Eternity is rushing towards us.
You and everyone else must be ready.
I find it fascinating to learn the history behind some of the great hymns. One of those hymns is Have I Done My Best for Jesus. Recently, David Cloud of Way of Life Literature (https://www.wayoflife.org/) featured the story of Edward Spence whose amazing act of heroism inspired the writing of this timeless hymn.
Edward Spencer was a student at Garrett Biblical Institute in Evanston, Illinois, on Lake Michigan.
On the morning of September 8, 1860, Ed heard the news that the Lady Elgin, an overloaded steamship, had collided with the lumber-hauling schooner Augusta, and had sunk. People were drowning, and nothing could be done because of the heavy waves and strong currents.
Ed ran to the shores of the lake and saw that the situation was indeed serious. People were floating on pieces of wreckage in the waters, close enough to shore for their cries of help to be heard, but unable to swim to safety.
Without hesitation, Ed stripped himself of excess clothing and dove into the rolling waves. He was able to reach the first person, a woman who had clung to a piece of wreckage for hours and was totally exhausted, and bring her to shore. He later said, “Then the struggle began, the huge breakers forcing us towards the shore, keeping us buried much of the time, and the strong undertow tending to carry us back out into the lake. It was a struggle indeed, and I was gaining but little when two tall, stout biblical students, to whom I had signaled, came to our relief” (cited from Josiah Currey, Chicago: Its History and Its Builders).
He repeated this heroic act several more times before onlookers and friends began to say, “Ed, you’ve got to stop. You’ve done all you can. You’ll kill yourself if you keep going!” Ed did not hesitate. He replied, “I’ve got to do my best,” and plunged again into the water. On one trip he was hit in the head and injured by a piece of wreckage.
Ed rescued 17 people in 16 trips in that pitching, rolling storm. After the 16th trip he collapsed unconscious on the shore, unable to go on. He lay there repeating, “Have I done my best fellows? Have I done my best?” All night he battled for his life in the infirmary, continually repeating, “Have I done my best fellows? Have I done my best?”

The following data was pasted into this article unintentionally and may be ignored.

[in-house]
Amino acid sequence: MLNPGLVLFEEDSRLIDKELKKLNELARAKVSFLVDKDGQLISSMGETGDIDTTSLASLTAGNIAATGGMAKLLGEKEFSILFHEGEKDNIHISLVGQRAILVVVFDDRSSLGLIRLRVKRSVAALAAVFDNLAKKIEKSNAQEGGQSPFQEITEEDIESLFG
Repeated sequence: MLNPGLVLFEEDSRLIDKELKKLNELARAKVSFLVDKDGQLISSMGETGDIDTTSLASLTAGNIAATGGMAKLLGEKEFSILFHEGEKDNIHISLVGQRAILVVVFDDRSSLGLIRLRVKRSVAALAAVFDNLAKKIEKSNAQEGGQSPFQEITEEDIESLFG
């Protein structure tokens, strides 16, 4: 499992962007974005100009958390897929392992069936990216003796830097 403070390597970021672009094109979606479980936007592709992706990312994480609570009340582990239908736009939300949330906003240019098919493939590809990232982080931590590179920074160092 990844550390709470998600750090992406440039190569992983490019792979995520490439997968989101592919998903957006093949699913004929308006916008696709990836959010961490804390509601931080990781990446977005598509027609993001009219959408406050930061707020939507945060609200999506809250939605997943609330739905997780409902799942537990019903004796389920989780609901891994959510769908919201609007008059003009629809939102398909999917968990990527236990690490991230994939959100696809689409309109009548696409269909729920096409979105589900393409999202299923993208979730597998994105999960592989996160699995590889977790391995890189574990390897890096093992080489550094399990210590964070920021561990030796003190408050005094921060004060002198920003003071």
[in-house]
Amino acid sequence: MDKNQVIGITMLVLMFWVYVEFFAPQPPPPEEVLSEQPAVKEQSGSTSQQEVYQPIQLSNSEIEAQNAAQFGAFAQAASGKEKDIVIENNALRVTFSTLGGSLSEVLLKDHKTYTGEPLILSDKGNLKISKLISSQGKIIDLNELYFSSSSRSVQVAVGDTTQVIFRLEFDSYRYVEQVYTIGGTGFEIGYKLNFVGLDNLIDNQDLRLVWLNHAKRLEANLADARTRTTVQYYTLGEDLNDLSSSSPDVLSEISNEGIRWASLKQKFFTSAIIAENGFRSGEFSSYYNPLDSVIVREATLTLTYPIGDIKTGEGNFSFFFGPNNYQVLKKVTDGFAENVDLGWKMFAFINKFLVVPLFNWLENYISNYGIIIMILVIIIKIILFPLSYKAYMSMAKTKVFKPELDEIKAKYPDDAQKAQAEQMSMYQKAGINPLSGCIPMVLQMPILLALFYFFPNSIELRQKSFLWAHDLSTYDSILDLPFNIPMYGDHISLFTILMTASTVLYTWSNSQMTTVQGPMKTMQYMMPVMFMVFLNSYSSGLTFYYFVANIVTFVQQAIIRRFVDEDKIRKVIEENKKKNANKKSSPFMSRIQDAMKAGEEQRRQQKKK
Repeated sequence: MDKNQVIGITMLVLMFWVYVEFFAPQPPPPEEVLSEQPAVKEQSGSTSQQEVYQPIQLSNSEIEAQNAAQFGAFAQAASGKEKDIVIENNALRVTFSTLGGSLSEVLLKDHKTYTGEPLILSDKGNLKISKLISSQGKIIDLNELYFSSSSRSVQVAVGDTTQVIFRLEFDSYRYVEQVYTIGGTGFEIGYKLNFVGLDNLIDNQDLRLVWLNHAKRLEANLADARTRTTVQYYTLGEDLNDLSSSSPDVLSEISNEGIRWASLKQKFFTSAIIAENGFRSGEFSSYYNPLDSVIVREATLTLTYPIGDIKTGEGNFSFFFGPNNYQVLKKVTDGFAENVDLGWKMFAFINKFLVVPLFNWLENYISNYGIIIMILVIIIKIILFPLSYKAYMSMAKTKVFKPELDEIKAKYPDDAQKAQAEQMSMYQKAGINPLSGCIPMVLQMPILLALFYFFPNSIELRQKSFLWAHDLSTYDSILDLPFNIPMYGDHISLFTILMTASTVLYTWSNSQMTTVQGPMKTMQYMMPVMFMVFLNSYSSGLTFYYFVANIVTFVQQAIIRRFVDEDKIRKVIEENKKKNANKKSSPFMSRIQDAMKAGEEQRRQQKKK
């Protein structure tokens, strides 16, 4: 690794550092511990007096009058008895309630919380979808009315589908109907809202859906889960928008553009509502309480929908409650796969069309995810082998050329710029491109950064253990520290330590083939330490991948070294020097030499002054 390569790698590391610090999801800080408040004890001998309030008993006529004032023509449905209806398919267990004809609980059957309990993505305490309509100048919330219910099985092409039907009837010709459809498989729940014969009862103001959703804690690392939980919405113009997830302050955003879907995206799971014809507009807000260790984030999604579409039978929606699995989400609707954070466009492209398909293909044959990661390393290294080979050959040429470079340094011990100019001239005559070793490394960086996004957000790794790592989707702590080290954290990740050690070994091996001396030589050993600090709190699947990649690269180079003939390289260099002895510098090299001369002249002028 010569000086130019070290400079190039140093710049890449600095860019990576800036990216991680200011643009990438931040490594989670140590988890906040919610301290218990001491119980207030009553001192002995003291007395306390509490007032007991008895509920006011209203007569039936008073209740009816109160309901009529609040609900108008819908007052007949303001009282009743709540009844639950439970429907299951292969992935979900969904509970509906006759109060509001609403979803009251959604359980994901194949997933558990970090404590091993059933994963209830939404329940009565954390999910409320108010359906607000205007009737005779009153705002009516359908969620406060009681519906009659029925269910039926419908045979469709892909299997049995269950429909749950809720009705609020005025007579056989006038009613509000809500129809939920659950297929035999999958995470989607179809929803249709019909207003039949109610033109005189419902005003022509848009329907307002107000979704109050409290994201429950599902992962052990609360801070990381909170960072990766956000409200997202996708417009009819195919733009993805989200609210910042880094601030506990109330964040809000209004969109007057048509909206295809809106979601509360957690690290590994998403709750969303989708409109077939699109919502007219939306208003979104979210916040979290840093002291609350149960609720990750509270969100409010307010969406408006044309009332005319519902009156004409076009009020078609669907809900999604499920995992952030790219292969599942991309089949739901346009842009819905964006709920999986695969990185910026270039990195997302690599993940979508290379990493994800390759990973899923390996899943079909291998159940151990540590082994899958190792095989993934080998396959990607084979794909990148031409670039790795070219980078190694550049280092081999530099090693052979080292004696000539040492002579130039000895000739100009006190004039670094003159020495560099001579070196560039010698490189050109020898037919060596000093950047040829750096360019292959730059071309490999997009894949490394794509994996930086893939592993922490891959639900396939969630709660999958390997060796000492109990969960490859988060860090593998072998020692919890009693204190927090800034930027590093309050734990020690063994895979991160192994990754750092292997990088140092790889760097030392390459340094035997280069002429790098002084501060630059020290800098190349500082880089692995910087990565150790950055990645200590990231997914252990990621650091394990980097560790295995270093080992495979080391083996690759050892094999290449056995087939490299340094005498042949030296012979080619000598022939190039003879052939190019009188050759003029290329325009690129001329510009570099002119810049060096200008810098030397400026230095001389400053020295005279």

Ed Spencer had done his best, but it cost him his health. He lived the rest of his life as a semi-invalid due to injuries sustained during the rescue. It was in Phoenix, Arizona, in a humble cottage, that Ensign Edwin Young found him. Mr. Young, Dean of the School of Music at Hardin-Simmons University, had heard his story and heard that he could be found in Arizona. He found a man no longer a robust athlete, but a shadow of the strong man he once was.
During the course of their visit, Mr. Young commended him for his heroic action and asked how he had been recognized during his life by the people whose lives he had saved that day. With tears streaming down the invalid’s cheeks, he replied, “Not one ever came back to even say thank you.”
It was the retelling of this story that led Ensign Edwin Young to write, “Have I Done My Best for Jesus?”
How many of us would risk everything to rescue the perishing from certain death? Jesus Christ did. As the storm clouds of Judgment loom in the distance and the world gets darker by the day, it’s time to sling our life-preserving gospel materials and Bibles over our shoulders and head out into the rough seas of the world looking for those who need to be rescued.
Until the Nets are Full,